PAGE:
Similarly, given that treatments that have entered the CTE programme for evaluative purposes are currently covered by a 'not routinely commissioned' clinical policy, no formal assessment has been made of the number of patients who might have accessed this treatment had a 'routinely commissioned’ policy been in place at the point the scheme completed recruitment.

Through the collection and evaluation of data, NHS England is better able to reconsider its clinical commissioning policy for these treatments. Where the evidence generated by the scheme supports a routine commissioning recommendation, final funding decisions are taken in line with NHS England’s published Service Development Policy. This could result in the policy being entered into NHS England’s biannual clinical prioritisation process for funding or, if the relevant criteria are met, being introduced as an ‘in year service development’. Both these routes are supported by advice from NHS England’s Clinical Priorities Advisory Group.

Entry into the CtE programme does not, therefore, signal the start of routine commissioning. Rather, it is a mechanism for generating clinical evidence for innovative new treatments, which are often experimental, that would not normally be selected for National Institute for Health Research funded research.

NHS England supports clinicians who might consider a treatment that is not currently routinely funded by the National Health Service due to insufficient evidence of clinical and / or cost effectiveness and is covered by a time limited CtE scheme. This includes ethics approval where appropriate (for example in the handling of evaluative data), scheme-specific patient information leaflets and formal consenting arrangements so that patients are aware in advance about the questions remaining about the treatment’s effectiveness. Clinicians will be able to guide patients and their families through any available routinely funded NHS treatment options alongside any potentially accessible via the CtE programme.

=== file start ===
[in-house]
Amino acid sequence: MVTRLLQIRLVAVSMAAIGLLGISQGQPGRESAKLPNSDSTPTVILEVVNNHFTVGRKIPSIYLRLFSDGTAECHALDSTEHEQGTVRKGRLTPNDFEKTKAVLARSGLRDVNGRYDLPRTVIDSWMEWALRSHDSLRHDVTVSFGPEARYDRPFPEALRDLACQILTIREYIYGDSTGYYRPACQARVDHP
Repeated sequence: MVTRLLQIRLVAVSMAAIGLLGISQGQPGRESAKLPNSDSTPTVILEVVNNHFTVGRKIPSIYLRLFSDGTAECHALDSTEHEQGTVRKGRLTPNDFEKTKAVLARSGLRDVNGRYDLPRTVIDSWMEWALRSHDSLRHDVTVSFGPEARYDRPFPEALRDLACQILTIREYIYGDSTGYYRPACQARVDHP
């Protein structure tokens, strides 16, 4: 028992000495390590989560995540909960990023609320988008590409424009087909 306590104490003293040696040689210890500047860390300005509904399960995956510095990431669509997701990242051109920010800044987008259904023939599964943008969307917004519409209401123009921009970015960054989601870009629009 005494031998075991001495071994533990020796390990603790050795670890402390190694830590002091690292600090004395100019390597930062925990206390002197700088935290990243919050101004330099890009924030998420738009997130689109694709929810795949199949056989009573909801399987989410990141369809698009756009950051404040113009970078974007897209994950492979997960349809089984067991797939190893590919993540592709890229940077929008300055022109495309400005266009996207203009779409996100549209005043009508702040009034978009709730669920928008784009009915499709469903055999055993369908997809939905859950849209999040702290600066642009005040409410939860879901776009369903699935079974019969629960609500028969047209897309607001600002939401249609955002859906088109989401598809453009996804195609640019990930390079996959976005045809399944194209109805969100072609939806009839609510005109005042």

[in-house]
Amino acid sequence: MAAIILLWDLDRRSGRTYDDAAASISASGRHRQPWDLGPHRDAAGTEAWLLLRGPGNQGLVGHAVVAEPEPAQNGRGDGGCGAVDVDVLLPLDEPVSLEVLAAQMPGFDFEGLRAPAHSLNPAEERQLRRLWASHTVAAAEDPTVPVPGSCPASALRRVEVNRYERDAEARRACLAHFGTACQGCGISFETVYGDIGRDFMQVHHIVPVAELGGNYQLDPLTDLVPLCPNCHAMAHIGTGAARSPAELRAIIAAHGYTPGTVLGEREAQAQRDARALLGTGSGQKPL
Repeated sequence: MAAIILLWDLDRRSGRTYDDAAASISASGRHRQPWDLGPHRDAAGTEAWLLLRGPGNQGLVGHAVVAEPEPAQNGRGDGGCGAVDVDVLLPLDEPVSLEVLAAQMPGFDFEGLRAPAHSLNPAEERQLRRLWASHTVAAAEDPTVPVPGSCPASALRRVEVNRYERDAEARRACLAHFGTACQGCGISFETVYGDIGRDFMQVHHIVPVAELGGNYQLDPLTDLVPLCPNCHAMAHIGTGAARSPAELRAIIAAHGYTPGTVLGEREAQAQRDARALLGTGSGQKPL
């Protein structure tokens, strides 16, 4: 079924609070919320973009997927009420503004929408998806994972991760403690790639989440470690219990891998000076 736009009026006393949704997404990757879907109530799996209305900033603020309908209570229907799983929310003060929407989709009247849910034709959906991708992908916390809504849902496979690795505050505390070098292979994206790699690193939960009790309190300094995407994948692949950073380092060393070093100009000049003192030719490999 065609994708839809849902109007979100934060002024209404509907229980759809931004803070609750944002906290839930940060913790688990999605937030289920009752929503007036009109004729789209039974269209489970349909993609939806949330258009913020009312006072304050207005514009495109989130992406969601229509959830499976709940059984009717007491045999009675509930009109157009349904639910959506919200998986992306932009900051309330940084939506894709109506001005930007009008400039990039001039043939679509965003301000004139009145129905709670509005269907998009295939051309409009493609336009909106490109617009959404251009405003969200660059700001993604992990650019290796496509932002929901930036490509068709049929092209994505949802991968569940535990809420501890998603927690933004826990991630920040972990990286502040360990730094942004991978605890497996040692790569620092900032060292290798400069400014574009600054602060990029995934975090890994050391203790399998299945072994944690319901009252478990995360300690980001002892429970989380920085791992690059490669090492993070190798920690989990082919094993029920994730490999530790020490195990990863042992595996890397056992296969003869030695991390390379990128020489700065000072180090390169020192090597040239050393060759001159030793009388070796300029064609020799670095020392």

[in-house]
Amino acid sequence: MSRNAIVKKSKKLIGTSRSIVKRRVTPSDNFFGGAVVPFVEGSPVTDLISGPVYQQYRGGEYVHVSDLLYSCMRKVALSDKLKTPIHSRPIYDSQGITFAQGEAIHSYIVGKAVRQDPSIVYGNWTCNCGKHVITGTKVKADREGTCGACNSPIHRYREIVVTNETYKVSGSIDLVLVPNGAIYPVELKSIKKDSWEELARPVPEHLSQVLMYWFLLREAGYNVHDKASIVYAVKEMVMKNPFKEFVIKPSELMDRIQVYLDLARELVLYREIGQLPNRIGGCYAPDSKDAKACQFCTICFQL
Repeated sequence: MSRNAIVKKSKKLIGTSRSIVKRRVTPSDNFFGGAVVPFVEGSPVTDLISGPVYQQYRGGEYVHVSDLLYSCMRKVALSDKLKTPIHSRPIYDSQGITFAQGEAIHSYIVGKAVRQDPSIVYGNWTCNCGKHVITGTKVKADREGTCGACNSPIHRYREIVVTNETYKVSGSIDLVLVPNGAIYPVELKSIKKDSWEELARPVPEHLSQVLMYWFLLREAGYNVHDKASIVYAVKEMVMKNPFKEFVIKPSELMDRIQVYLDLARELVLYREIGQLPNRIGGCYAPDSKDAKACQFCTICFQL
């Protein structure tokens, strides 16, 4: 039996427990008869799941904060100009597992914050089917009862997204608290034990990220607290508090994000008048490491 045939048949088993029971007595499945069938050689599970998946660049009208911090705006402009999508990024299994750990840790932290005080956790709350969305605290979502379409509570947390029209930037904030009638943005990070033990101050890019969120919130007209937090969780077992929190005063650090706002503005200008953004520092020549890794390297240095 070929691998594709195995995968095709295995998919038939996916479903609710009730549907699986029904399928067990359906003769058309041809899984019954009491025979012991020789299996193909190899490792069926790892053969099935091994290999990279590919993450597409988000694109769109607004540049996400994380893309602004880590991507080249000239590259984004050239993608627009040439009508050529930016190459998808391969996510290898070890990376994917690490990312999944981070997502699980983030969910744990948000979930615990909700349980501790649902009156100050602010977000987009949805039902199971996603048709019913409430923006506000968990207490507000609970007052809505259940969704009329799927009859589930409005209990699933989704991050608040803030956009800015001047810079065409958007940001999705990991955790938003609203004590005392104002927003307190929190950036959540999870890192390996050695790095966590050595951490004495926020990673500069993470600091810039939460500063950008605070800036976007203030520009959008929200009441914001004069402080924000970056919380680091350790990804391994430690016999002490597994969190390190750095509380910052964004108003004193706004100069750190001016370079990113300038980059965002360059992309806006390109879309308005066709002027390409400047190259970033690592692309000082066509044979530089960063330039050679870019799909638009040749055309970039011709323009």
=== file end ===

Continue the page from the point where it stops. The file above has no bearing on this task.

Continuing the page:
The timetable for the completion of evaluation reports takes into account the patient follow up period specific to each scheme. For example, the scheme may require data to be submitted at one and two years post treatment to assess whether clinical improvements achieved by a procedure are maintained over a given time period.

The timetable for the six procedures undergoing CtE (which includes issues like access to treatment) are:

- SDR – The National Institute for Health Care and Excellence (NICE) evaluation report expected to be available for publication September 2018;

- SIRT - NICE evaluation report published October 2017. A review of the clinical commissioning policy is already underway and will be informed by the NICE evaluation report;

- Mitraclip™ - NICE evaluation report expected to be available for publication in March 2018;

- PFO Closure - Patient recruitment completed March 2016. NICE evaluation report expected to be available for publication November 2017. A review of the clinical commissioning policy is already underway and will be informed by the NICE evaluation report once published;

- LAAO - NICE evaluation report expected to be available for publication November 2017. A review of the clinical commissioning policy is already underway and will be informed by the NICE evaluation report once published; and

- SABR – Patient recruitment planned to be completed March 2019. NICE evaluation report expected to be available thereafter.